"What about freedom of the press?" I assumed the First Amendment,
because why else would a Human mention "freedom of the press" if such
a freedom was not born from our Bill of Rights?!?

G. Chavis

ger...@mail.dec.com

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Oct 9, 1997, 3:00:00 AM10/9/97
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In article <34387B...@hotmail.com>,
john1...@hotmail.com wrote:
>
> Bart Gerardi wrote:
> > The DOM could probably break the minefield from the Alpha
> > Quadrant side without much difficulty. They could also probably
> > break it in open space, too.
>
> Then why dont they??

Well, maybe they're afraid that their supply of ships is getting low
and they can't risk losing that many in an attempt. Maybe Dukat has
Weyoun snowed about his ability to disable them. Maybe they don't
know the extent of the minefield, and don't know how hard it would be
to
disable. Maybe, as the wormhole is nearly out of range from the
station
(I think?) they would need a lot of ships for the operation, and then
even more for protection. Maybe, maybe...


> However this does not explain why DOM ships under Weyon's control
cannot
> clear a path on thier own. Weyon is too smart for that. And they
will
> come to blows (Dukat and Weyon) over that subject. It will be
> interesting.
>

I agree, they probably will. Maybe Weyoun doesn't want to be openly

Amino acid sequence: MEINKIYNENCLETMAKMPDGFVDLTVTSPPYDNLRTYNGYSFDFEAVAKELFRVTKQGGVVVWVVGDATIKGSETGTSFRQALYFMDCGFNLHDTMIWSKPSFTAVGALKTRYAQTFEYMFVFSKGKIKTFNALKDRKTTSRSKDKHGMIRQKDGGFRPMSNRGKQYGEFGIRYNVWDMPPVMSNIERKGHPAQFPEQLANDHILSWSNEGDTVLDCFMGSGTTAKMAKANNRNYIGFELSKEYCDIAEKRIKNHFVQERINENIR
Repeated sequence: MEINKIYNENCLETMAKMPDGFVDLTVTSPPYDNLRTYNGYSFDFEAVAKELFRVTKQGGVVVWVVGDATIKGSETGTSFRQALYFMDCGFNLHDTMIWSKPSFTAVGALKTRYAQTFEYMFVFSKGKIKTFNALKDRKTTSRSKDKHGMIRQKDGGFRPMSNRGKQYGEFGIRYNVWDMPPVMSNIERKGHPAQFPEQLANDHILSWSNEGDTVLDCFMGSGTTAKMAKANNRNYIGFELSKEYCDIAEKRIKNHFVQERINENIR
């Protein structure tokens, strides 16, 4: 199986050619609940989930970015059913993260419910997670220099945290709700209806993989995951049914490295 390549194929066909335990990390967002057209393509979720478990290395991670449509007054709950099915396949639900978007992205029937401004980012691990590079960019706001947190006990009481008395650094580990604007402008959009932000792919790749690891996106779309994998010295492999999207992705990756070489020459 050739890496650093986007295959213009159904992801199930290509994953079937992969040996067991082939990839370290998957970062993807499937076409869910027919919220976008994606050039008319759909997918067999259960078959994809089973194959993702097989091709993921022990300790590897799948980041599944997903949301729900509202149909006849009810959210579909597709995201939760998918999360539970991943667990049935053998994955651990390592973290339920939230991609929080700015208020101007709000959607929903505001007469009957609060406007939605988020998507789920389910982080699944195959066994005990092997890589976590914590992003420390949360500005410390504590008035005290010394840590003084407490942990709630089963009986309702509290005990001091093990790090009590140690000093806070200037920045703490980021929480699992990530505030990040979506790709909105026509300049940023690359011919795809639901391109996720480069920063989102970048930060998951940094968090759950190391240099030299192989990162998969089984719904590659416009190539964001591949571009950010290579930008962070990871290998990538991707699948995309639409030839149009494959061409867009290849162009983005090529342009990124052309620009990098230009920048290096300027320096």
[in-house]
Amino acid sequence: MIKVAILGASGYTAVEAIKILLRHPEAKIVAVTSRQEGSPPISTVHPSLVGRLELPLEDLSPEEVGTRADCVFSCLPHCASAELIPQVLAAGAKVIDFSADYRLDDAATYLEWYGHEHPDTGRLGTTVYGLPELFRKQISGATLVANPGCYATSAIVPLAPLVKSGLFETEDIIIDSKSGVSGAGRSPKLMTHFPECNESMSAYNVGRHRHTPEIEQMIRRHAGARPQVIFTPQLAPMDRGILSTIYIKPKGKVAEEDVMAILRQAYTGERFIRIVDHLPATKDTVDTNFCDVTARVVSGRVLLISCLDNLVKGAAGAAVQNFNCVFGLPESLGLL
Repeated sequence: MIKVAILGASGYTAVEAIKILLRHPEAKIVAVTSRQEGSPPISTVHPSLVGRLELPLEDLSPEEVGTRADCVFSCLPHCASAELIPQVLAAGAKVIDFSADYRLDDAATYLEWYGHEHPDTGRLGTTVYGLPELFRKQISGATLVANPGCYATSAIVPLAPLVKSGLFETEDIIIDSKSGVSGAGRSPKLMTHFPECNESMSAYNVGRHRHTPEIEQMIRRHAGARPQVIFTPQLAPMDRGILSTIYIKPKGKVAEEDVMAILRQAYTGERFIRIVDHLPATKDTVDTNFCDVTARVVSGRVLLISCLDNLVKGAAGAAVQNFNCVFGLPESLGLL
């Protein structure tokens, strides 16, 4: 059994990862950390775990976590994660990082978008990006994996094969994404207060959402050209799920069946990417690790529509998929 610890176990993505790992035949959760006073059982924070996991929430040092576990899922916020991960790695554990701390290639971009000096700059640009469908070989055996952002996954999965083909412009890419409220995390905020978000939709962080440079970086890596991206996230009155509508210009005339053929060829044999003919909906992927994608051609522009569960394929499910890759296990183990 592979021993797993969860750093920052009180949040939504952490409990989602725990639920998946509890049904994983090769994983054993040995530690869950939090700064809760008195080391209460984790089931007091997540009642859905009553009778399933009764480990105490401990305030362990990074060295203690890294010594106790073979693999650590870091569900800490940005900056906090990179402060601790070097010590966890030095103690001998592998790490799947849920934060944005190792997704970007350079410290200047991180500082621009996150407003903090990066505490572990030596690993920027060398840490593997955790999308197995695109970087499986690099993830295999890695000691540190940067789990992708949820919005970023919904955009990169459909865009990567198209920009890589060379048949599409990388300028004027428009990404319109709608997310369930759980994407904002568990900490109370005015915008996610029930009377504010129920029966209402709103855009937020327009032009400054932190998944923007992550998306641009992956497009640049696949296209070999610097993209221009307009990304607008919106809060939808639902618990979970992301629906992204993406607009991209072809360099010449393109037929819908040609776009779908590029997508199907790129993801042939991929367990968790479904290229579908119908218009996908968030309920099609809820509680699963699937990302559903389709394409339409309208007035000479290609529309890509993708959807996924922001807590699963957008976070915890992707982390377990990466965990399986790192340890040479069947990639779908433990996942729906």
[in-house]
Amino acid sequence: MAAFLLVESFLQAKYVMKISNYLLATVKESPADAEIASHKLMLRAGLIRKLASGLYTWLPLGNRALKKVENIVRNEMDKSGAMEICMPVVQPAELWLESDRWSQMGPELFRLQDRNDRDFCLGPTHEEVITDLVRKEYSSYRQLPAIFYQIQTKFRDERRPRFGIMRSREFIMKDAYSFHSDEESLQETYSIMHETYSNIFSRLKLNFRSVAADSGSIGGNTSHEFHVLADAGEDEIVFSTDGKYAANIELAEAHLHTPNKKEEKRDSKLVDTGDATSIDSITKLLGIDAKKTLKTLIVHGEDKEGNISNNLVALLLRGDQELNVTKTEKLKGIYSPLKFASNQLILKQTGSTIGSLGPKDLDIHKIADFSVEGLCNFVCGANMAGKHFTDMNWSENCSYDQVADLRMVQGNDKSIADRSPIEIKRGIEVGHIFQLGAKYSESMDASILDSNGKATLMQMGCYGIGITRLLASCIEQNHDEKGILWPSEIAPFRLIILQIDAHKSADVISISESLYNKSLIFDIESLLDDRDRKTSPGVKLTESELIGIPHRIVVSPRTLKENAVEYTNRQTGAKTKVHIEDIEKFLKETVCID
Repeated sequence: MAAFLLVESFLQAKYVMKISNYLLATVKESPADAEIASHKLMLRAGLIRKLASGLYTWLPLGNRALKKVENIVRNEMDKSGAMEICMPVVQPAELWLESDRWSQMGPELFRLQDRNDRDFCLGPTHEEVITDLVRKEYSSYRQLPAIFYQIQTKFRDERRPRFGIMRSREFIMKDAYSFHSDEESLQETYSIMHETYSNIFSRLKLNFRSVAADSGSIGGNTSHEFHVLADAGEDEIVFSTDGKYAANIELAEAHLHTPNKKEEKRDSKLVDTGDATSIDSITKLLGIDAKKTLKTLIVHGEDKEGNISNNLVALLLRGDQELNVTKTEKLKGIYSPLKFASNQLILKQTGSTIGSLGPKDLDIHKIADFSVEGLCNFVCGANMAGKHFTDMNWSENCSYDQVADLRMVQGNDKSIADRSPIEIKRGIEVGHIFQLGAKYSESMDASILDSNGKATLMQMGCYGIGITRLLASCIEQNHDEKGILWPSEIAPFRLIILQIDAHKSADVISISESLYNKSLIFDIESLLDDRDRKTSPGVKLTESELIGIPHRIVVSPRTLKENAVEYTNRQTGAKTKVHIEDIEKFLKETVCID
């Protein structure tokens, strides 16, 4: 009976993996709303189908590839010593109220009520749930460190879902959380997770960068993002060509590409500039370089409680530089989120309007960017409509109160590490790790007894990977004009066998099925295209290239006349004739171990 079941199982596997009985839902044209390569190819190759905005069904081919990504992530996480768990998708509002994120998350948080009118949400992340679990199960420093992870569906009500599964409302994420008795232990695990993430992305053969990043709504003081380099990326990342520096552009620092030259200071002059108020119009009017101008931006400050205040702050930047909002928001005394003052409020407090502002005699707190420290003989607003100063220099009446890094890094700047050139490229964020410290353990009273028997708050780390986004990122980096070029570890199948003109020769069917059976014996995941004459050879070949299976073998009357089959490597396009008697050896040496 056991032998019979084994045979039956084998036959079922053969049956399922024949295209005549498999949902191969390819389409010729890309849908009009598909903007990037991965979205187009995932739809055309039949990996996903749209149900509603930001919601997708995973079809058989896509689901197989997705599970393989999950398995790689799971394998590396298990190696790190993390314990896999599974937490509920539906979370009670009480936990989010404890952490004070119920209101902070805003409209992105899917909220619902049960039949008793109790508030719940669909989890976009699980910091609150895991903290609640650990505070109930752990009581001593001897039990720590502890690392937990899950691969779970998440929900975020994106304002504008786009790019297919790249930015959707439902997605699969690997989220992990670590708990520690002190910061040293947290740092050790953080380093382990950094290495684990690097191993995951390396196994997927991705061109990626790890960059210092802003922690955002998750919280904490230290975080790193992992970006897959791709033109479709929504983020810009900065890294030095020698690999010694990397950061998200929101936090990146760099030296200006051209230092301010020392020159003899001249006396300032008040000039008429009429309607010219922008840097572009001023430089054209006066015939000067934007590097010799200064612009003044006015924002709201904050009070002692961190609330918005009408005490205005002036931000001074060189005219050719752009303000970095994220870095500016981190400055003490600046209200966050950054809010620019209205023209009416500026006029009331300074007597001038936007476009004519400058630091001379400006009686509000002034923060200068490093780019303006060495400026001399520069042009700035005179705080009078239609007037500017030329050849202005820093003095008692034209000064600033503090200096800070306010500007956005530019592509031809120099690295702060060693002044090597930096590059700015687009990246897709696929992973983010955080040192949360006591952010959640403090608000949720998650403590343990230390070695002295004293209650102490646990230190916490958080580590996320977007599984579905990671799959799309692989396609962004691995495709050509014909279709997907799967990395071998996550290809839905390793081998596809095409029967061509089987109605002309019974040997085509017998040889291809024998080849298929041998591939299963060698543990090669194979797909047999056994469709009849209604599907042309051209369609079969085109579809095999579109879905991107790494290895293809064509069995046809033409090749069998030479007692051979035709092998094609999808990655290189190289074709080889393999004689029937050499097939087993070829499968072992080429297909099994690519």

distrustful of Dukat just yet. (going ahead and working on the mines
while
Dukat says he has it under control...)

> > Well, first, they're is no saying that they tested it on a human.
>
> Are not Human's in the majority in Starfleet? I'm sure they would
not
> have picked an Andorian.

I think Humans are like less than 1/4 of Starfleet, no? Earth is
only one planet, and there are hundreds of planets in Starfleet.


> Sisko developed side effects fast enough. Surely the test pilot
noted
> something to that effect (as required in a test flight, to note any
> physiological effects)
>

Did he? How long a trip was it to the border? Hours? Days? Do we
even know?
I would think it would be in the order of days, I would hate to think
they were
doing some top secret experiments that close to the border.

> > Perhaps the side affects only come from travelling at
> > high speeds, which they didn't do. ...
>
> How do you know? A test flight would have to include a high speed
run
> to test out the systems under stress.
>

Well, maybe they didn't go Warp 7, or much past Warp 1. Perhaps that
would
alert the DOM to the presence of the ship.

MOJO

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Oct 11, 1997, 3:00:00 AM10/11/97
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On Wed, 08 Oct 1997 10:02:50 -0600, Pete...@hotmail.com wrote:

>In article <01bcd2b2$d7a41e40$4084...@lasher.netwave.net>,
> "Lasher" <las...@netwave.net> wrote:
>>

>> > "What do you think is going to happen here, Dukat? That you're
>> > going to wear me down with your charming personality? That I'm
>> > gonna be swept off my feet by that insincere smile? Are you really
>> > so deluded that you actually believe that we're going to have some
>> > sort of intimate relationship?"
>> > "Oh ... we already do."
>> > -- Kira and Dukat
>>
>> The most chilling lines of the entire episode. Brrr.
>>
>

>No doubt, but it seemed to me that Dukat was not displaying his usual
>chilling charisma, which is usually manifests itself when he is toying